“I was a non-traditional student,” Dr. Sara Sutler-Cohen says, describing the road that led to her current role as Program Chair of the Behavioral Sciences and Sociology Department at the University of Arizona Global Campus (UAGC). Though Dr. Sutler-Cohen’s path was neither an easy nor a typical one, it is what shaped her into the person she is today, and the asset she is to the university.

It is no surprise that Dr. Sutler-Cohen’s calling in life is a career that supports and shapes the lives of other people. Sitting down with her even for a brief conversation, she exudes a sense of camaraderie and warmth. In spite of choosing to leave high school for the route less taken, Dr. Sutler-Cohen was confident she wanted to go to college.

“I knew it from a young age,” she says. Though neither of her parents earned a degree, she went on to attend community college.

During her second year, Dr. Sutler-Cohen became pregnant. She gave birth to her child Devin, who became the most important thing in the world to her. Even more so, she was unflagging in her determination for a college diploma. She went right back and earned her degree in English and writing, passions Dr. Sutler-Cohen still holds on to today. In so doing, she became the first in her immediate family to graduate from college.

She went to Mills College, a private women’s college. This too, for her, was not the traditional learning experience.

“It was interesting being one of the few parents on campus. At the time, I didn’t think of myself as ‘older,’ but I bonded with a group of friends that I’m still close with today.”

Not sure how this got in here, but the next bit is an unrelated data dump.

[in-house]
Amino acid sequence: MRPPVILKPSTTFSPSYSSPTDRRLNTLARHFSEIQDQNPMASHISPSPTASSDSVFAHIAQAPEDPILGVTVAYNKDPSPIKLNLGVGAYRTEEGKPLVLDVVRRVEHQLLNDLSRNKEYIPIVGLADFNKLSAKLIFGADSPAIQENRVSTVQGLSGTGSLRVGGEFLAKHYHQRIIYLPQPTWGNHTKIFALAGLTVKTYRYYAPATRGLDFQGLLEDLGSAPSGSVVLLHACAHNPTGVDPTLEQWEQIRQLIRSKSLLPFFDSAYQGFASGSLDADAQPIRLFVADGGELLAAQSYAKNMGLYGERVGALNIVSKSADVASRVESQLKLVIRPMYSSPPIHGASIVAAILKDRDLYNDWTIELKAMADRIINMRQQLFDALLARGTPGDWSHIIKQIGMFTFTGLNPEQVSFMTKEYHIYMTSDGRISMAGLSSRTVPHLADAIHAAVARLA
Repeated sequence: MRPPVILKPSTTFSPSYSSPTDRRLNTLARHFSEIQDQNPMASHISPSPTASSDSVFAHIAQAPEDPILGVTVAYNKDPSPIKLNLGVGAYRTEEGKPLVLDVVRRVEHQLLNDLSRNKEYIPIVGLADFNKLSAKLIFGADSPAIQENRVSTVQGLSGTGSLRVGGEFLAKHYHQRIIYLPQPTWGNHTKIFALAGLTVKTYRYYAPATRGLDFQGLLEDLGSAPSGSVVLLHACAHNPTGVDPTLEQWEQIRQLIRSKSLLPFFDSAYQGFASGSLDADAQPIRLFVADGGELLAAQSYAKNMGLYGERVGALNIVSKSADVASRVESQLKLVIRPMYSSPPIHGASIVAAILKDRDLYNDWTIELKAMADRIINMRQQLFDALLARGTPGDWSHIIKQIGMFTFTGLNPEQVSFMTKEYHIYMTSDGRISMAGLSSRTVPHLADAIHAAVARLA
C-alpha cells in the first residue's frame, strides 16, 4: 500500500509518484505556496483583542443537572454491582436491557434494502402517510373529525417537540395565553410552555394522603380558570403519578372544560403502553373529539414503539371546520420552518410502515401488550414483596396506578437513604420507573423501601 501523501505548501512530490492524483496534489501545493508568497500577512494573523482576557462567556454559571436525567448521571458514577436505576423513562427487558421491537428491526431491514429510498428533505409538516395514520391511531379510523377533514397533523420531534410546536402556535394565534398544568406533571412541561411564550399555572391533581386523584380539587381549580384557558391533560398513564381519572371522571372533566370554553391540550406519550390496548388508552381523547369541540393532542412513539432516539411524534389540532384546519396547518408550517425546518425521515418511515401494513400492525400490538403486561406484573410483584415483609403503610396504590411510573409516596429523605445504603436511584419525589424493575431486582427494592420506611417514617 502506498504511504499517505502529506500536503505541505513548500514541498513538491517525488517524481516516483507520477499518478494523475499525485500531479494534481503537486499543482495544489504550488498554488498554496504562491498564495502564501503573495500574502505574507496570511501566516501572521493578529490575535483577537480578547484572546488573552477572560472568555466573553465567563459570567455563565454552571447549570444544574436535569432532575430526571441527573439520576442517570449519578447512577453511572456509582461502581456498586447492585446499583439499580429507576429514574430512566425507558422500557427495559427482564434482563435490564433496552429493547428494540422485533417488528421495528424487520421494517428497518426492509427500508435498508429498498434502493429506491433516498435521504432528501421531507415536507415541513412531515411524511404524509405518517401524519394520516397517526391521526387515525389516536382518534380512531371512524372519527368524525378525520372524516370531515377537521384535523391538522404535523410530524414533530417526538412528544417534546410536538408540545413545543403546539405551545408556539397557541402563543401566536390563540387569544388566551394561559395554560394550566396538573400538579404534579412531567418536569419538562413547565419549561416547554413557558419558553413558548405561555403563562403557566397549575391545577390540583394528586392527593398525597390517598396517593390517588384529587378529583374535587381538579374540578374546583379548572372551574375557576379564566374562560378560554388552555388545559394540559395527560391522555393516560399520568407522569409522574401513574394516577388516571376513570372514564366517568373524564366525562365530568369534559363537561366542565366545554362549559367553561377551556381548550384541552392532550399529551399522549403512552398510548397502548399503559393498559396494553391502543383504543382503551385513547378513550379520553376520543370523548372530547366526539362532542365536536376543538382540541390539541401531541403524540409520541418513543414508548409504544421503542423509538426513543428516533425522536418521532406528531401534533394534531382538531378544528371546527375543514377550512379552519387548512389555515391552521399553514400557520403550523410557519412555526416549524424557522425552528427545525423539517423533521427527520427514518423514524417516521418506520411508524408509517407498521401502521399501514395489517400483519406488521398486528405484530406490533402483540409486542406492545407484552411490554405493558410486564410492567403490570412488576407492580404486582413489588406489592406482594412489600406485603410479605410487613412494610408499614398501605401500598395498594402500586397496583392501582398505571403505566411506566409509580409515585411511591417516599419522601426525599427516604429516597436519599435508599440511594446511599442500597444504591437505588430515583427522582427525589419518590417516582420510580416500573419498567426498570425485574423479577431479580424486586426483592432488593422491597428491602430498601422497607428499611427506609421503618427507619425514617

Intending to further her existing course of study as an English and creative writing major, Dr. Sutler-Cohen was in line for admissions when she noticed a sociology class. “I was standing there flipping through the course catalog and it was all dudes. I wasn’t interested in Chaucer or Saul Bellow. I scratched everything out because, you know, it was the 90s and we used pen,” she said, laughing.

She went on to complete her master’s degree in Applied Sociology from Humboldt University. From there, she earned her doctorate from the University of California Santa Cruz. Through it all, her child remained a major driving factor in her decision to pursue a career in academia. The rest is history.

Dr. Sara Sutler-Cohen picture collage

The Reason for it All

Devin, now 29, is what Dr. Sutler-Cohen considers to be her greatest accomplishment. “The reason I’m sitting here is because of my kid,” she says. “That’s the only thing I’ve ever done that matters.”

Students and colleagues alike might beg to differ on that detail. She still holds on to her core as a non-traditional learner in her teaching style.

“We teach how we learn. I can recognize when a student’s struggles are rooted in a lack of preparation, which is often, itself, rooted in trauma. As a result, I get a lot of non-traditional students. They just kind of know that I’m somebody that didn’t arrive in this space the traditional way.”